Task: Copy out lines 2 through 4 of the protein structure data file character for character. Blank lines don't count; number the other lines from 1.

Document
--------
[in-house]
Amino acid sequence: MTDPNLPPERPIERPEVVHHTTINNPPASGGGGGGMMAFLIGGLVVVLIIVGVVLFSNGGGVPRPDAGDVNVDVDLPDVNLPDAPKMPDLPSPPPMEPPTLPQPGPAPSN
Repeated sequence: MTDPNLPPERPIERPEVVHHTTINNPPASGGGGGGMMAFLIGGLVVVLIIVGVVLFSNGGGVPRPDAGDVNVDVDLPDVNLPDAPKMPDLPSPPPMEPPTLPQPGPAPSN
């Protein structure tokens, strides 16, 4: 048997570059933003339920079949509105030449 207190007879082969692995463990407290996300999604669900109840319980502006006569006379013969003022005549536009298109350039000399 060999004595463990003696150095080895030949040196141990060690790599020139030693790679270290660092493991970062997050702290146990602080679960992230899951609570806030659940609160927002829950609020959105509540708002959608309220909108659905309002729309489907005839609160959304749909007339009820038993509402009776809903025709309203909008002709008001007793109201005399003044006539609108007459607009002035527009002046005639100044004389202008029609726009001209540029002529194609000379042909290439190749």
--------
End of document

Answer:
Amino acid sequence: MTDPNLPPERPIERPEVVHHTTINNPPASGGGGGGMMAFLIGGLVVVLIIVGVVLFSNGGGVPRPDAGDVNVDVDLPDVNLPDAPKMPDLPSPPPMEPPTLPQPGPAPSN
Repeated sequence: MTDPNLPPERPIERPEVVHHTTINNPPASGGGGGGMMAFLIGGLVVVLIIVGVVLFSNGGGVPRPDAGDVNVDVDLPDVNLPDAPKMPDLPSPPPMEPPTLPQPGPAPSN
């Protein structure tokens, strides 16, 4: 048997570059933003339920079949509105030449 207190007879082969692995463990407290996300999604669900109840319980502006006569006379013969003022005549536009298109350039000399 060999004595463990003696150095080895030949040196141990060690790599020139030693790679270290660092493991970062997050702290146990602080679960992230899951609570806030659940609160927002829950609020959105509540708002959608309220909108659905309002729309489907005839609160959304749909007339009820038993509402009776809903025709309203909008002709008001007793109201005399003044006539609108007459607009002035527009002046005639100044004389202008029609726009001209540029002529194609000379042909290439190749």